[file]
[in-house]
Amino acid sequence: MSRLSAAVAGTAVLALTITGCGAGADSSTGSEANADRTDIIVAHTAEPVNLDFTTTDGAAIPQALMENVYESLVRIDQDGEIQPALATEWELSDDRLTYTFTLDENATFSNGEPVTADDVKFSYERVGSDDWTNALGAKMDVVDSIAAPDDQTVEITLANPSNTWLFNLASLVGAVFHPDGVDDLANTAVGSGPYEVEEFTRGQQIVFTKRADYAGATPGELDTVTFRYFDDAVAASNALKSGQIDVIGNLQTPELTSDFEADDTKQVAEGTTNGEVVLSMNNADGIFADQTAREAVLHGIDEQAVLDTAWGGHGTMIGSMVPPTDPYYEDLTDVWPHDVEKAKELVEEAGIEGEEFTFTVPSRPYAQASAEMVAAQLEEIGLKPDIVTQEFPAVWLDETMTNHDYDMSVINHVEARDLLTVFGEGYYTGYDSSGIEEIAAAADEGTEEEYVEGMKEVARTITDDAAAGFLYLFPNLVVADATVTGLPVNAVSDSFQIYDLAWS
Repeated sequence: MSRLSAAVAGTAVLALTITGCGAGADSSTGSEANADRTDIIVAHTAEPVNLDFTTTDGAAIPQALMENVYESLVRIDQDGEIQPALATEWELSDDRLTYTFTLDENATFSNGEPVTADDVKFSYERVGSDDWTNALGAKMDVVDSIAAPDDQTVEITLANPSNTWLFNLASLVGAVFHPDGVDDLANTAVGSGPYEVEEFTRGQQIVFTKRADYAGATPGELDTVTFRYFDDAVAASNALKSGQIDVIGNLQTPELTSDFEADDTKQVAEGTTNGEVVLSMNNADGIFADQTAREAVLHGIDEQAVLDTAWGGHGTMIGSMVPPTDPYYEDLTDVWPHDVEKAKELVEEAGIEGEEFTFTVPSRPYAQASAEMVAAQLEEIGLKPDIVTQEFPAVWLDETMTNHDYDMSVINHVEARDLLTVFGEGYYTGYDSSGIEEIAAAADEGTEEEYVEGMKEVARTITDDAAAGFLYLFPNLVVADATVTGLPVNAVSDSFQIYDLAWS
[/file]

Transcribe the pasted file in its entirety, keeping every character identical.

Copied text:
[in-house]
Amino acid sequence: MSRLSAAVAGTAVLALTITGCGAGADSSTGSEANADRTDIIVAHTAEPVNLDFTTTDGAAIPQALMENVYESLVRIDQDGEIQPALATEWELSDDRLTYTFTLDENATFSNGEPVTADDVKFSYERVGSDDWTNALGAKMDVVDSIAAPDDQTVEITLANPSNTWLFNLASLVGAVFHPDGVDDLANTAVGSGPYEVEEFTRGQQIVFTKRADYAGATPGELDTVTFRYFDDAVAASNALKSGQIDVIGNLQTPELTSDFEADDTKQVAEGTTNGEVVLSMNNADGIFADQTAREAVLHGIDEQAVLDTAWGGHGTMIGSMVPPTDPYYEDLTDVWPHDVEKAKELVEEAGIEGEEFTFTVPSRPYAQASAEMVAAQLEEIGLKPDIVTQEFPAVWLDETMTNHDYDMSVINHVEARDLLTVFGEGYYTGYDSSGIEEIAAAADEGTEEEYVEGMKEVARTITDDAAAGFLYLFPNLVVADATVTGLPVNAVSDSFQIYDLAWS
Repeated sequence: MSRLSAAVAGTAVLALTITGCGAGADSSTGSEANADRTDIIVAHTAEPVNLDFTTTDGAAIPQALMENVYESLVRIDQDGEIQPALATEWELSDDRLTYTFTLDENATFSNGEPVTADDVKFSYERVGSDDWTNALGAKMDVVDSIAAPDDQTVEITLANPSNTWLFNLASLVGAVFHPDGVDDLANTAVGSGPYEVEEFTRGQQIVFTKRADYAGATPGELDTVTFRYFDDAVAASNALKSGQIDVIGNLQTPELTSDFEADDTKQVAEGTTNGEVVLSMNNADGIFADQTAREAVLHGIDEQAVLDTAWGGHGTMIGSMVPPTDPYYEDLTDVWPHDVEKAKELVEEAGIEGEEFTFTVPSRPYAQASAEMVAAQLEEIGLKPDIVTQEFPAVWLDETMTNHDYDMSVINHVEARDLLTVFGEGYYTGYDSSGIEEIAAAADEGTEEEYVEGMKEVARTITDDAAAGFLYLFPNLVVADATVTGLPVNAVSDSFQIYDLAWS